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Educational Portal

Medical

Medical cannabis refers to cannabis plant derivatives or dried herb that are approved by Health Canada. Medical cannabis needs a medical prescription from a healthcare provider, and patients purchase their cannabis directly from Licensed Producers. Medical marijuana is used to help treat a wide range of Medical Uses.

Non-Prescribed / Recreational

This type of marijuana is obtained legally through dispensaries focusing on higher THC concentrations for its recreational effects. Street cannabis is illegal and has a high potential for harm due to unknown substances or dangerous solvents that could be used for extraction. There is increased variability with street cannabis.

Phytocannabinoids are cannabinoids that are found in the cannabis plant. There are over 106 cannabinoids but the most studied ones are D9-tetrahydrocannabinol (THC) and cannabidiol (CBD). Other studied cannabinoids include; CBC, CBG, CBN, CBGV, THCV, D8-THC and their respective acid forms.

Hemp is a variety of C. Sativa L. It is defined by Health Canada as a cannabis strains that contain less than 0.3% THC. Both hemp and cannabis come from the cannabis species but hemp is easier to grow and is prized in the industry for a variety of uses. It is not classified as a “drug” because of its low THC content – not enough to get anyone “high” (Health Canada, 2017). Comparatively, cannabis comprises higher levels of cannabinoids and their ratios vary throughout strains.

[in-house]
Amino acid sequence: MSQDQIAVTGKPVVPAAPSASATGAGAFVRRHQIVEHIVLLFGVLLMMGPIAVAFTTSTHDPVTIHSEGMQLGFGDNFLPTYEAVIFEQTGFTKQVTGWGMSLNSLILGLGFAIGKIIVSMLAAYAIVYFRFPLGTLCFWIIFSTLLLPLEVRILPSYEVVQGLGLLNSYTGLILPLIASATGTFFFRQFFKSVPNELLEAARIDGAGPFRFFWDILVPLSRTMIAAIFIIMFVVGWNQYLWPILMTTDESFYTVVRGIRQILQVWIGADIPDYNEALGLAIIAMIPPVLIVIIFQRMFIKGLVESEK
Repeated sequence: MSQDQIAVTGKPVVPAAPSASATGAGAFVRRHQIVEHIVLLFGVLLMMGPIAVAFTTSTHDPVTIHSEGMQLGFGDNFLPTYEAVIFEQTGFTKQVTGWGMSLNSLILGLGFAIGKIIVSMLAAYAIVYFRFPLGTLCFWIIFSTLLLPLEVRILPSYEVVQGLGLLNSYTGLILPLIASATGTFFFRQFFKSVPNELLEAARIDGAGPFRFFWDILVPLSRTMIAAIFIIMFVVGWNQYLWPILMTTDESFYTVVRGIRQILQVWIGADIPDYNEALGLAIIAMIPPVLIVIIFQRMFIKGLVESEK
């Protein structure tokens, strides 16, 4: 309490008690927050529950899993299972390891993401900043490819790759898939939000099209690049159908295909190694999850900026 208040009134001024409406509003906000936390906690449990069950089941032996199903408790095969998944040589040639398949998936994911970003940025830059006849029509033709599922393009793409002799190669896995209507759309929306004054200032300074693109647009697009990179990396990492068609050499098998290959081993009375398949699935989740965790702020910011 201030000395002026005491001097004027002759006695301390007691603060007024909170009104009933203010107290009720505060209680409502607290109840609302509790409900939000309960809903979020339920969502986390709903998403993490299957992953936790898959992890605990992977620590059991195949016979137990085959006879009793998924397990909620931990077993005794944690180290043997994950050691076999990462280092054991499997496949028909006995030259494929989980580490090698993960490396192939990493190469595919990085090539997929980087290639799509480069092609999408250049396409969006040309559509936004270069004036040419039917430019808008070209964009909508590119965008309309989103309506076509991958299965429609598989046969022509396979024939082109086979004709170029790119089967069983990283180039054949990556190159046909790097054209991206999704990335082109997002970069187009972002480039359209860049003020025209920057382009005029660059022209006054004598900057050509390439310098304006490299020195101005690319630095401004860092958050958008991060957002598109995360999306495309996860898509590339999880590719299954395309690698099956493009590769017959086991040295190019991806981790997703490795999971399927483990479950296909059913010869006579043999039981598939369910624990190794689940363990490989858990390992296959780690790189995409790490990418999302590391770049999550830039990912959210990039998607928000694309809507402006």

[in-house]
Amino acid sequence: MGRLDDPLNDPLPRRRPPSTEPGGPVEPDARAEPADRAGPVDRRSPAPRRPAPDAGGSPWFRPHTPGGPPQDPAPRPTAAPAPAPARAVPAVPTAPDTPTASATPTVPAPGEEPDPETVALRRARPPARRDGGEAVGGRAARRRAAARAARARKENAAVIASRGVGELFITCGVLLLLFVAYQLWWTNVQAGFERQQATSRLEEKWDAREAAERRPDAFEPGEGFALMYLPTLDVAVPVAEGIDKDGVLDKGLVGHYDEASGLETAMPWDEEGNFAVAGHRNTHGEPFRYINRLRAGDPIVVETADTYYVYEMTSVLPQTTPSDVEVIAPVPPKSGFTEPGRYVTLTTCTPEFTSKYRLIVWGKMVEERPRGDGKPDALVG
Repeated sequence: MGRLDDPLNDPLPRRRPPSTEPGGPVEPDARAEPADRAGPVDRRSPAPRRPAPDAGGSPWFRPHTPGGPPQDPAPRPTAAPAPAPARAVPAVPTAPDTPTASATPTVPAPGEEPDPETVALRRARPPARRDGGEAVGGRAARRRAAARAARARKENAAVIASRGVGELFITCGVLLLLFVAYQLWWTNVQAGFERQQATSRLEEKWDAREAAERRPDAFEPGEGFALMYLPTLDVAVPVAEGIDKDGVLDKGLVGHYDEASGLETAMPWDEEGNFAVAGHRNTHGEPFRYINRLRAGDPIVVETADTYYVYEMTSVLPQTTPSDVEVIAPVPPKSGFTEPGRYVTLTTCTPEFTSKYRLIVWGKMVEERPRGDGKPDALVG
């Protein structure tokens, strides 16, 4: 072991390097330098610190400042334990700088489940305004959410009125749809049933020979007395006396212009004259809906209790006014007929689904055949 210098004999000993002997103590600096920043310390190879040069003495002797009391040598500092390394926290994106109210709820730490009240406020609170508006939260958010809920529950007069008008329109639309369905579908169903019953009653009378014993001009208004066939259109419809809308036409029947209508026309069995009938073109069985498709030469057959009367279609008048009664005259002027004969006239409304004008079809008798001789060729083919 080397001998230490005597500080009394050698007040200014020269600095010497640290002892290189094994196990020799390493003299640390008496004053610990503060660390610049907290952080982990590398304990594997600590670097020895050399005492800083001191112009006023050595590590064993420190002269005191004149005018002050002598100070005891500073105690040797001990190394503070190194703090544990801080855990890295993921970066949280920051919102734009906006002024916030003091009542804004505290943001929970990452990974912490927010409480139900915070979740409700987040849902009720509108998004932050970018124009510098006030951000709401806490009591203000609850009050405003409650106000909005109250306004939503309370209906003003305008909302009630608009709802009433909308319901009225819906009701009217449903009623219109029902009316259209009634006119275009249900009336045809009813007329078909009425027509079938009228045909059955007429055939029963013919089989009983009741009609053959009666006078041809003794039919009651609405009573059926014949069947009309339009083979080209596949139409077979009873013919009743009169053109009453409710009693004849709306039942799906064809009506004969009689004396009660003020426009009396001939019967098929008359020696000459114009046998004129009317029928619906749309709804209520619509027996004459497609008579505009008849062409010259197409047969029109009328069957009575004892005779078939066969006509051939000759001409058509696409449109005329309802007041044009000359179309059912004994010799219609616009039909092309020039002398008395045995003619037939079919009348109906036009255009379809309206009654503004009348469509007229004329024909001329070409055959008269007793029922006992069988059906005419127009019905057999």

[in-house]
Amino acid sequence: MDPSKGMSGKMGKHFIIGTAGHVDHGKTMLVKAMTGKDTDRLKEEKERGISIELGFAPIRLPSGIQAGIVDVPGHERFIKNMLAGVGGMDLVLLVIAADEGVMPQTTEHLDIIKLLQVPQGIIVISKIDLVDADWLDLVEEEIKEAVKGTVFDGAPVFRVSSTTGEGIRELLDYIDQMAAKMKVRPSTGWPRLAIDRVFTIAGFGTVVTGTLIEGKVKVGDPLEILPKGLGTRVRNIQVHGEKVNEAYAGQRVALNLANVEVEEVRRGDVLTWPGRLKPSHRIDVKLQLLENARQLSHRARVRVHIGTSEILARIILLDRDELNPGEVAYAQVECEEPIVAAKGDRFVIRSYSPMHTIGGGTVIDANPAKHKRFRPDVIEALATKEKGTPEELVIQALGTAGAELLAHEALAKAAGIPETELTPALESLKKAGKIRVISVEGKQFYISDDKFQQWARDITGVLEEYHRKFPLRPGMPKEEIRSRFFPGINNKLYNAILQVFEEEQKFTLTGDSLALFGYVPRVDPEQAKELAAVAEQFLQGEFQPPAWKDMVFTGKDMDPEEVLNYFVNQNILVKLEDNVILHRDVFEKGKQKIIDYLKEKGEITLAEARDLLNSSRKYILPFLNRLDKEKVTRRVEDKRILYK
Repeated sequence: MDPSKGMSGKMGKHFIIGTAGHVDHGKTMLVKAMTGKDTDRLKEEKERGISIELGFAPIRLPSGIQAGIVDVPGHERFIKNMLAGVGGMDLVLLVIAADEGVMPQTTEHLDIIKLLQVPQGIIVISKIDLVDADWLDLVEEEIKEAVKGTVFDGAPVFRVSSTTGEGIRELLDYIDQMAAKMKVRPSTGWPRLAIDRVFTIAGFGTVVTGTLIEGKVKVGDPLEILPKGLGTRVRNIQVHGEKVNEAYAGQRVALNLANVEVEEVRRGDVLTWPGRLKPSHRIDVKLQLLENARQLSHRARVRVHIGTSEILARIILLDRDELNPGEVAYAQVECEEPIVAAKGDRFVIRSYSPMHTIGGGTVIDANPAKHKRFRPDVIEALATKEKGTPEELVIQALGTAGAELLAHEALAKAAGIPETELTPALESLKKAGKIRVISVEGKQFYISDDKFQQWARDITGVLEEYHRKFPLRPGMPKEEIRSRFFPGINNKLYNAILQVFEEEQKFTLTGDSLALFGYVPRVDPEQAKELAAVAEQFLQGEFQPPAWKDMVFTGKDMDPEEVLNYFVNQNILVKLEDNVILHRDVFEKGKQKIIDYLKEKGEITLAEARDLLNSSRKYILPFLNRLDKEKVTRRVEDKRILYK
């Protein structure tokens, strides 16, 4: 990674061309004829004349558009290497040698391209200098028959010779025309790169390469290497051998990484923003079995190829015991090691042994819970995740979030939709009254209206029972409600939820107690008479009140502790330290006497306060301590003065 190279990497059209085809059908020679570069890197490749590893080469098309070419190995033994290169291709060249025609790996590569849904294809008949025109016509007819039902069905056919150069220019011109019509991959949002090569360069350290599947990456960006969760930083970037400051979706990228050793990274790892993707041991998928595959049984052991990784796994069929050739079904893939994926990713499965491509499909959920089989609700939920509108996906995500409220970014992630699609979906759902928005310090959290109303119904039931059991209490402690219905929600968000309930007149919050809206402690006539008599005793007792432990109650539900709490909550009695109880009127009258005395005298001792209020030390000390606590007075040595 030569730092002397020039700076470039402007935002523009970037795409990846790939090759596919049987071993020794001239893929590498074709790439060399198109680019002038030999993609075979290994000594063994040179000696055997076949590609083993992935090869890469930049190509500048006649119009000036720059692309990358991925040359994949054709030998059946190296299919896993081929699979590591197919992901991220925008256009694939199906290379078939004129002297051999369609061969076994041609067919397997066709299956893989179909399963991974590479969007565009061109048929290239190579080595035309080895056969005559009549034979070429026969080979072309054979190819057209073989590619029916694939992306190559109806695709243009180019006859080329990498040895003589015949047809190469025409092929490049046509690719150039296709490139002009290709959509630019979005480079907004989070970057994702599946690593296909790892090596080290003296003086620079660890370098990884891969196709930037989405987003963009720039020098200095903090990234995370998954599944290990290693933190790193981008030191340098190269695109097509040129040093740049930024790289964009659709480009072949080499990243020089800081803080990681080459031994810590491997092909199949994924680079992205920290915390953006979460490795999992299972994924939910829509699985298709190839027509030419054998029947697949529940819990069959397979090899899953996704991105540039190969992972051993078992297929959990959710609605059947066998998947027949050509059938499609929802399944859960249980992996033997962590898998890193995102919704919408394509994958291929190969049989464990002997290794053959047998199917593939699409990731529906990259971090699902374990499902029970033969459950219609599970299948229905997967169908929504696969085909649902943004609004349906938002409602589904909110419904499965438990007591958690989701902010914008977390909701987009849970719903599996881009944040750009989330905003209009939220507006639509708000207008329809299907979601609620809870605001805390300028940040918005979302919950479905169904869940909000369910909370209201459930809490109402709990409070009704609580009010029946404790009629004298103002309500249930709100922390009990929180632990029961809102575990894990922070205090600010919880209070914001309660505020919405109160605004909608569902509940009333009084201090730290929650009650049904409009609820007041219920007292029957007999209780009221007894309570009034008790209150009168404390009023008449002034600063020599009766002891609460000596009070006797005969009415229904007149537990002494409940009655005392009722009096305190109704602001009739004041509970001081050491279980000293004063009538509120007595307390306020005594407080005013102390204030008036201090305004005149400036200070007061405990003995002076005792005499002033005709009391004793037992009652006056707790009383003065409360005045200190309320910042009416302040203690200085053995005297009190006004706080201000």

The cannabis plant is complex; as with other plants, it is hierarchically organized (family, genus, species, subspecies and variety). It is part of the Cannabaceae family, from the Cannabis genus, the sativa species, and it can be either an indica or sativa subspecies. Finally, it can also be one of four varieties (sativa, indica, spontanea and kafiristanica/ruderalis) (McPartland & Guy, 2017).

It is important to note that “Indica” and “Sativa” are different from C. sativa and C. indica. In addition, it is incorrect to associate “Indica” or “Sativa” strains with specific psychoactive effects (McPartland, 2018).

C. indica classically contains more THC than in C. sativa varieties.

Hybrid refers to the mixture (breeding) between C. indica and C. sativa varieties; can be predominantly one or the other.
C. sativa classically contains more CBD than in C. indica varieties.